Qatar’s spacial restrictions restrict its military mobility, while the meager population-size of native Qataris has resulted in a shortage of military recruits. If a war were to break out, the indigenous population could also prove to be a major weakness.

Qatar has other geographic limitations, such as its being located on a peninsula. Qatar shares land borders with only Saudi Arabia and the UAE, two countries whose ongoing political tensions with Doha present serious threats.

Despite the tensions with land-locked neighbors, Qatar has several significant opportunities for improving friendly ties with other world powers, particularly Turkey, Iran and Russia. On top of that, the 2022 FIFA World Cup will be held in Qatar, which could prove to be an excellent opportunity for the country both economically and in the field of soft power.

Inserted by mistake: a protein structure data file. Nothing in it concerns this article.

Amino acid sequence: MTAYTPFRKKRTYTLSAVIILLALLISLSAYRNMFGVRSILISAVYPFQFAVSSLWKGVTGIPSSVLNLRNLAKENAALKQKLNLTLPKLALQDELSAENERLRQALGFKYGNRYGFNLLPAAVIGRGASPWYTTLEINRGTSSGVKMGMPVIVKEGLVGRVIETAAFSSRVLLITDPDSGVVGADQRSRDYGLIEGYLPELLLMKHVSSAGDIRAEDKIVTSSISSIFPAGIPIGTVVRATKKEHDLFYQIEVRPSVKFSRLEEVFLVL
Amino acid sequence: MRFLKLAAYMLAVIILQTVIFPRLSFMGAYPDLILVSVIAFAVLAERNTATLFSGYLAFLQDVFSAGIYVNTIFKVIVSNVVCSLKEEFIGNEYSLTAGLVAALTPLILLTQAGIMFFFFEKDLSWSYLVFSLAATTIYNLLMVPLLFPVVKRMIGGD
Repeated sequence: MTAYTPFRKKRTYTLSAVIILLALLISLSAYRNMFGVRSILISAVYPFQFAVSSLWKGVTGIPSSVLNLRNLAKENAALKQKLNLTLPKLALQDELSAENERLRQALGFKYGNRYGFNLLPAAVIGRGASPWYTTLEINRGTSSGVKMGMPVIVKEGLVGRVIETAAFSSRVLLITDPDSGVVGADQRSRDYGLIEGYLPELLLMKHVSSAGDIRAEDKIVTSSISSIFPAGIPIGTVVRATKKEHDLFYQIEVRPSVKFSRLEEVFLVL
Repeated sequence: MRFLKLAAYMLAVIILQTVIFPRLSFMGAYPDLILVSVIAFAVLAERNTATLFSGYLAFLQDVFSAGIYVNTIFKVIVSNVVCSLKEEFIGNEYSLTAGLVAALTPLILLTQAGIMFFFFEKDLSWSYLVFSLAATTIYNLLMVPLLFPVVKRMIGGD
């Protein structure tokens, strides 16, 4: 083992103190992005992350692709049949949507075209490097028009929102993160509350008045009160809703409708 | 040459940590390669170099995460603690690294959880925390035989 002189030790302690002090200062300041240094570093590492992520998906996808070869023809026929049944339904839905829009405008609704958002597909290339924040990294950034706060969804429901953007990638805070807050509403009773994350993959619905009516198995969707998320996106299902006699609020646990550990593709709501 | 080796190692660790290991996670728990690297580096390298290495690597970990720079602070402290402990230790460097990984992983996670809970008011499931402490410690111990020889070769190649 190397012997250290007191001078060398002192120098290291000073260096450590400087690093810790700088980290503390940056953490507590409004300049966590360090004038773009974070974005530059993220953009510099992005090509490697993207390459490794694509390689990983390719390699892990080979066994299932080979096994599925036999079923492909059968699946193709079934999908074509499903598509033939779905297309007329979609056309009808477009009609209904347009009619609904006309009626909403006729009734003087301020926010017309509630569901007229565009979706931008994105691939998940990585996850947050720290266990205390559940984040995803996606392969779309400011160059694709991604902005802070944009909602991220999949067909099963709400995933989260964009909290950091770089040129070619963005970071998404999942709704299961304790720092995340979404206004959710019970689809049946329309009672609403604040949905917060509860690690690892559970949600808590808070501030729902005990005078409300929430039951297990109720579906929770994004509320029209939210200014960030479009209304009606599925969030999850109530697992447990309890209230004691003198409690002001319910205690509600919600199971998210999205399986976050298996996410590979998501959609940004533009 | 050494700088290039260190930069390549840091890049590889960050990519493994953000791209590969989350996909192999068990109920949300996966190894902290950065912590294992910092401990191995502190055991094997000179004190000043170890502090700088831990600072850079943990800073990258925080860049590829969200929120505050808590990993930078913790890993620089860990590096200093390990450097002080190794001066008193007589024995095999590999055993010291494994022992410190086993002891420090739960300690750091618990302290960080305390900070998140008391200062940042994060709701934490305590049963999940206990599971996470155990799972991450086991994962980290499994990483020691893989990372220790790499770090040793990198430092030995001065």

In the field of soft power, Qatar has two important factors working in its favor in terms of soft power: the mass media and sports.

Founded in 2003 by the Emir of Qatar, Al Jazeera has a strong influence over the people of the Middle East and even some regional rulers; it has become an essential part of the media landscape in the Middle East and Arab world. Al Jazeera is able to freely cover issues around the world as long as it avoids criticism of Qatar’s rulers, and already plays a vital role in Qatar’s hegemony in the Middle East. It strongly influences public opinion in the region (particularly among Arabs) toward the political, diplomatic, economic and cultural objectives of Qatar’s rulers.